Developing strategies to end hunger

You Can’t End Human Trafficking Without Ending Hunger

Hunger Report Monday
Here at Bread for the World Institute, we often talk about hunger and poverty as root causes of other social ills. When people don’t have enough money or food, they will take desperate actions they wouldn’t otherwise consider – such as crossing borders illegally, resorting to theft or violence, or no longer providing one or more of their children with an education or even adequate food. Dire necessity brings out the worst in people.

Among U.S. social justice advocates in the 21st century, one particular result of the desperation caused by hunger and poverty has been in the limelight. As evidenced by U.N. initiatives, recent mention by President Obama, and a proliferation of new NGOs, human trafficking — often called modern slavery — has shocked and fascinated people of faith and conscience. The reality that 27 million people are enslaved in 2013 is — and should be — hard to ignore.  

In his book Disposable People, the co-founder of Free the Slaves, Kevin Bales, examines the convergence of factors that produced modern slavery and sustains it today. Three major causes are:  

  • the population explosion of the past three decades, which has flooded the world's labor markets with millions of impoverished, desperate people;
  • a revolution in economic globalization and modernized agriculture that has dispossessed many poor farmers and forced them into debt, making them and their families particularly vulnerable to enslavement; and
  • rapid economic change that has bred corruption and violence and destroyed social norms that might once have protected the most vulnerable individuals.

Each of Bales’ three factors points a finger at policy failures, macroeconomic shifts, and the widespread poverty that the two combined now allow to continue. The plain fact is that millions of people live in extreme poverty – conditions that leave them with very few options. Sometimes there are only two: enslavement or starvation.

Human trafficking chart
Economic & social dev't: key to preventing human trafficking (

The work of trafficking-focused initiatives and organizations is much needed. Advocates have exposed the blatant violation of human rights that is present-day slavery – a problem that has remained in the shadows far too long. Their faithful efforts are making legal history in countries around the world (just read the stories). But even as these necessary battles continue, so too must the greater war on the root causes that poverty, hunger, and modern slavery have in common.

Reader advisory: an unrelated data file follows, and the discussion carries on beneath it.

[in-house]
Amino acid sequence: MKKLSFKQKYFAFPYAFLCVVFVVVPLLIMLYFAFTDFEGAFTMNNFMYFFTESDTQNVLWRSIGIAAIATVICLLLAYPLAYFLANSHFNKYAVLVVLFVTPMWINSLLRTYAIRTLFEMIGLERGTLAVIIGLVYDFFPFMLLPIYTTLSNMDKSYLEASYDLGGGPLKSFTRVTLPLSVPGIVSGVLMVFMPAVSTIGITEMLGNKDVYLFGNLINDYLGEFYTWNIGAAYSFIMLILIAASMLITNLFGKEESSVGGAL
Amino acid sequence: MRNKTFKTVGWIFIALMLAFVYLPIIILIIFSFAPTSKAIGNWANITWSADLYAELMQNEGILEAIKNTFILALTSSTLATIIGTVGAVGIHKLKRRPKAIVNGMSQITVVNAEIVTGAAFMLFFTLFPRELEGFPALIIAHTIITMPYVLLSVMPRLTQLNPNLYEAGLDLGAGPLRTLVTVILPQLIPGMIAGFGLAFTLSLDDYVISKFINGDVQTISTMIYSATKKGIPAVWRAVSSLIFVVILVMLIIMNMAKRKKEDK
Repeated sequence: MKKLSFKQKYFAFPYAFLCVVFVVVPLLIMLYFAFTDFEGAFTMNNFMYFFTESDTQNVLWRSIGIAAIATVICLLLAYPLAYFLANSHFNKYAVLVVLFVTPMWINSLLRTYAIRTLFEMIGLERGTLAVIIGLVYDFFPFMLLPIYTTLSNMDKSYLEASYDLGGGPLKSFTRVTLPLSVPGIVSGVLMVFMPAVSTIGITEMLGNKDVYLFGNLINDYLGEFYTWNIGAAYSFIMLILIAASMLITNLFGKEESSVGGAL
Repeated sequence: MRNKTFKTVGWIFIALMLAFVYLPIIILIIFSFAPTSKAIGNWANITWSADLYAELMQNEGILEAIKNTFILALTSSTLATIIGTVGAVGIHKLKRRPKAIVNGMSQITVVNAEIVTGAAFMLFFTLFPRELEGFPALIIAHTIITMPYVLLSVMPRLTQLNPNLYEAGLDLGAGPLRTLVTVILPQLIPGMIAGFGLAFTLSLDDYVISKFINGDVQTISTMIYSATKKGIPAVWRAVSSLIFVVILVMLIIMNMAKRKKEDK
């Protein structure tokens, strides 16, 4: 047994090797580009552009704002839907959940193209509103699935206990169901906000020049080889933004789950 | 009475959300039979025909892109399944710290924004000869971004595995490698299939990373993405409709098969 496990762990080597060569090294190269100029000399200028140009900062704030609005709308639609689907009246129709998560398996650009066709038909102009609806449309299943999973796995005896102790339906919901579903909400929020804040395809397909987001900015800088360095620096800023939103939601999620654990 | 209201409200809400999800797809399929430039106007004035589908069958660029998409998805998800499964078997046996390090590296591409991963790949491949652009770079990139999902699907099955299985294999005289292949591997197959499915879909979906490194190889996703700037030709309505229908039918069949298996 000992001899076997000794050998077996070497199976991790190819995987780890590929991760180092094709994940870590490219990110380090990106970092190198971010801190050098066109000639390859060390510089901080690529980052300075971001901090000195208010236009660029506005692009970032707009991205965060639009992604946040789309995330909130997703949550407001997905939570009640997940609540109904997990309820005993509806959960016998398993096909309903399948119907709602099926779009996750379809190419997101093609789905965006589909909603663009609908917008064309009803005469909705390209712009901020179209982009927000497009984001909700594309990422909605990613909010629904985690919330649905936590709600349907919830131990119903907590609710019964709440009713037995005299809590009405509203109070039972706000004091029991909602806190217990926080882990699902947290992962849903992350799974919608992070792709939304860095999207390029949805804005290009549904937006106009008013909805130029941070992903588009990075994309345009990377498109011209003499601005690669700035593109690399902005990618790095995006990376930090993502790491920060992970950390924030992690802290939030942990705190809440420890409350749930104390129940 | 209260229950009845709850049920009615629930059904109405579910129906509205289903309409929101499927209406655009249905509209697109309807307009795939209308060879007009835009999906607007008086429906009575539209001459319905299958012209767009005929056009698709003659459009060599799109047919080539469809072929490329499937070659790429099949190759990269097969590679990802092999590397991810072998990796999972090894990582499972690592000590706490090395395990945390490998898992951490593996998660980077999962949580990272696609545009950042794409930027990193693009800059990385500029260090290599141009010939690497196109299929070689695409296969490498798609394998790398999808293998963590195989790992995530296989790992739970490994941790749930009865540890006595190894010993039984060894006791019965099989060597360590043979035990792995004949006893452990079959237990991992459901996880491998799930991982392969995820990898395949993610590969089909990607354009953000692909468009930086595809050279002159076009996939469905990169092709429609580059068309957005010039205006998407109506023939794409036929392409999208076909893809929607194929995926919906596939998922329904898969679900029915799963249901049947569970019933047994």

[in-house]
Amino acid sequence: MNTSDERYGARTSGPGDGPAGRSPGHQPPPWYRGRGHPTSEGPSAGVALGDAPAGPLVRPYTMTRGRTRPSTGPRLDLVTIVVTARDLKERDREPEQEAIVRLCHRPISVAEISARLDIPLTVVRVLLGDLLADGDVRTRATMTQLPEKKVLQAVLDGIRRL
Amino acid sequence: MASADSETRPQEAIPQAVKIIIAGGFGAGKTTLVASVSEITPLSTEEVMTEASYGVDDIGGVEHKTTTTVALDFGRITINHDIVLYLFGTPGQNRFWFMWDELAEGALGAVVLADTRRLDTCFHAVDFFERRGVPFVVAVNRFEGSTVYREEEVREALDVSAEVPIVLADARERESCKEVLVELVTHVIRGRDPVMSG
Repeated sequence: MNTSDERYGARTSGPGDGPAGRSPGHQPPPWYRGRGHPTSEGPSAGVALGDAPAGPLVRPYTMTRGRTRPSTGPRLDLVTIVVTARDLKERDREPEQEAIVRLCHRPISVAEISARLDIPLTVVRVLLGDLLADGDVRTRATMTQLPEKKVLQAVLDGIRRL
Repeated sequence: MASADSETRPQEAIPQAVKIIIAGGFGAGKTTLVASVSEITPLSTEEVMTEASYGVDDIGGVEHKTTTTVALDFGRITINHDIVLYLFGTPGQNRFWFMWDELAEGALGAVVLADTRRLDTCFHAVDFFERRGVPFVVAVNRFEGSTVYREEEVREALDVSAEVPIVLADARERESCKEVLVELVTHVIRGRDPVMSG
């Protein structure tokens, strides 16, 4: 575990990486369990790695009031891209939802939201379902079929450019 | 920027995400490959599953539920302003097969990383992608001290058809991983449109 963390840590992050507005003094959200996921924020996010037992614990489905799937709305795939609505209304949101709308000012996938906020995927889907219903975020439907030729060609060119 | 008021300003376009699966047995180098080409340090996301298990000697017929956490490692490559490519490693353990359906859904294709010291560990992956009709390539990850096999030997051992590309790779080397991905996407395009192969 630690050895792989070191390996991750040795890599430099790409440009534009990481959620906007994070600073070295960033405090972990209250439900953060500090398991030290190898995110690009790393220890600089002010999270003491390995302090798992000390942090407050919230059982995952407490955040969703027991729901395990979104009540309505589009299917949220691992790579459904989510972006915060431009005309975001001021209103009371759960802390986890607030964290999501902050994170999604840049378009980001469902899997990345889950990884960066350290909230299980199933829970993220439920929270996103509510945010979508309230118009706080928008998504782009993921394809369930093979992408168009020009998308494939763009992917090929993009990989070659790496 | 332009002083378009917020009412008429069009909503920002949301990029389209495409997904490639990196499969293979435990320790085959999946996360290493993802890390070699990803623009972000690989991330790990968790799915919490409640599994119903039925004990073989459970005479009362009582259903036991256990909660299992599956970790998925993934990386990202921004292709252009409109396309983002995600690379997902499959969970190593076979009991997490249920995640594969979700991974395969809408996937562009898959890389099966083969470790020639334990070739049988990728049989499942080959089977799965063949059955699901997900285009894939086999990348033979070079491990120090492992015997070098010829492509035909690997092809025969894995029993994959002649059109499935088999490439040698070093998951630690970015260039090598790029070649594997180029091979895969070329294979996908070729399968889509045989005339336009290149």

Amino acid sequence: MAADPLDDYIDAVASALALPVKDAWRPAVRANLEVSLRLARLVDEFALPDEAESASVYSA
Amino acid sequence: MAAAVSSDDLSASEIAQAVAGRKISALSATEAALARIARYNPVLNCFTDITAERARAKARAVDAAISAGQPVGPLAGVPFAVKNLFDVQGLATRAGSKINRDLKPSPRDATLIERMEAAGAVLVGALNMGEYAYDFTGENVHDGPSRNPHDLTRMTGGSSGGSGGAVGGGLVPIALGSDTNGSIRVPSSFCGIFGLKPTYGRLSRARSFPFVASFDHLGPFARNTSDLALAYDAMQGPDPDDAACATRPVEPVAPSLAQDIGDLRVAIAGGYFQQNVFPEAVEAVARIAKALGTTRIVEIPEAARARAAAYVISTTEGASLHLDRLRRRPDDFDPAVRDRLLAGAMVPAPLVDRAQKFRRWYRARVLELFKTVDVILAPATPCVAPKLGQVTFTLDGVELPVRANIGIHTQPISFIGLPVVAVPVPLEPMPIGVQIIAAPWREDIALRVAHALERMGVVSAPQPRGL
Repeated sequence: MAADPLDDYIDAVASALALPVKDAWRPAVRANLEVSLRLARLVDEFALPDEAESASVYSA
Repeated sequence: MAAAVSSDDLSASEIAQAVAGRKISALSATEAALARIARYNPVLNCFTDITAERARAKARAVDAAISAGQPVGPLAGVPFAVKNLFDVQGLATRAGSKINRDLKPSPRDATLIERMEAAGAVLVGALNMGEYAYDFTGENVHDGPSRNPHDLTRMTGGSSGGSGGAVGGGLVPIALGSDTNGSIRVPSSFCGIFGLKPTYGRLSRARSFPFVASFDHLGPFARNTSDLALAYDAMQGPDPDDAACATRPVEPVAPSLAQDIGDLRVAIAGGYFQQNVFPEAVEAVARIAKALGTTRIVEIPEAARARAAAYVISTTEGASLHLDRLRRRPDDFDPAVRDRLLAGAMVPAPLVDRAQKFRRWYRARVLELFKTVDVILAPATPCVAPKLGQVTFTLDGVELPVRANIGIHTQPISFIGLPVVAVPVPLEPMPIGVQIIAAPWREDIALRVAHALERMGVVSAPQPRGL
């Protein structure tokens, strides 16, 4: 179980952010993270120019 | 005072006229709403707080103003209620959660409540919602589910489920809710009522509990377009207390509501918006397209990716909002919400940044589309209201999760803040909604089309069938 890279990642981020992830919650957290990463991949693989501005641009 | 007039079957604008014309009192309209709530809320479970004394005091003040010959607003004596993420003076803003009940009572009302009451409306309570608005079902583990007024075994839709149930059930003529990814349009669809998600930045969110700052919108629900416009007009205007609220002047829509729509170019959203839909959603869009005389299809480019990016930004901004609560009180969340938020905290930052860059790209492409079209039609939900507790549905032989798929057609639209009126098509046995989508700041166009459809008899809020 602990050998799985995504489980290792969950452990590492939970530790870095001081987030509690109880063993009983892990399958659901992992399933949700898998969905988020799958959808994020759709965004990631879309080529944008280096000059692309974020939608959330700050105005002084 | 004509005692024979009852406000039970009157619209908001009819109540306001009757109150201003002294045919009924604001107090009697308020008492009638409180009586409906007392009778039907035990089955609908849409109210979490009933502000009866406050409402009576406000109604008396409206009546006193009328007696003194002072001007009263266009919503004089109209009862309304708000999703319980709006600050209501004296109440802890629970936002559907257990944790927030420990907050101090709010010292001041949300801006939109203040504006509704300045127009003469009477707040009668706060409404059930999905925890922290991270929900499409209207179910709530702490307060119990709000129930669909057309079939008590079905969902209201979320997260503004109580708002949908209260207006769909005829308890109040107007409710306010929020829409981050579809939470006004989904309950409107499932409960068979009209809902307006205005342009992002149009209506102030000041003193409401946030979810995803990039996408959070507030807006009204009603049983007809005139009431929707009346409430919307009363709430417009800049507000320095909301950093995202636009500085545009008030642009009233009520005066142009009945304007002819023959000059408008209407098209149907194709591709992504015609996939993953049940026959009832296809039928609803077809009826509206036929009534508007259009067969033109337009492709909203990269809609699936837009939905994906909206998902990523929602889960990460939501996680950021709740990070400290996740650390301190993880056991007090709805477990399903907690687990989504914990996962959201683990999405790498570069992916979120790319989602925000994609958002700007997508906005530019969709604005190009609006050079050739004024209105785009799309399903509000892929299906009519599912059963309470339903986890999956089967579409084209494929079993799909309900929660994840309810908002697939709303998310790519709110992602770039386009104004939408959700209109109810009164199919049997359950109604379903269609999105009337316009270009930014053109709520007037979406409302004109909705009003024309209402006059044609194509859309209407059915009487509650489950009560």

In the 2013 Hunger Report, Within Reach: Global Development Goals, we celebrate the exciting successes credited to the Millennium Development Goals (MDGs), arguably the most unified global development initiative in human history. None of the eight MDGs talk specifically about modern slavery. While this may suggest a historical blind spot for the nearly expired goals, the omission makes sense because the MDGs were made to target prerequisites. Ending hunger and extreme poverty, as well as promoting inclusive economic growth and accountability, are essential to creating opportunities for poor families that enable them to avoid debt and servitude. The MDGs also support the necessary stable legal systems that can effectively prosecute traffickers. Working to eradicate extreme poverty will not free those in slavery today (and for this reason, we support the work of anti-trafficking advocates), but it is necessary if millions of people will have alternatives to enslavement tomorrow.

Explore the 2013 Hunger Report to learn more about the importance of poverty-focused development and MDGs such as universal primary education, gender equality, environmental sustainability, and foreign aid. They are the foundations of the solutions to shocking and dramatic problems such as slavery.

  Derek profile thumbnail
Derek Schwabe
 is the 2013 Hunger Report project fellow at Bread for the World Institute. 


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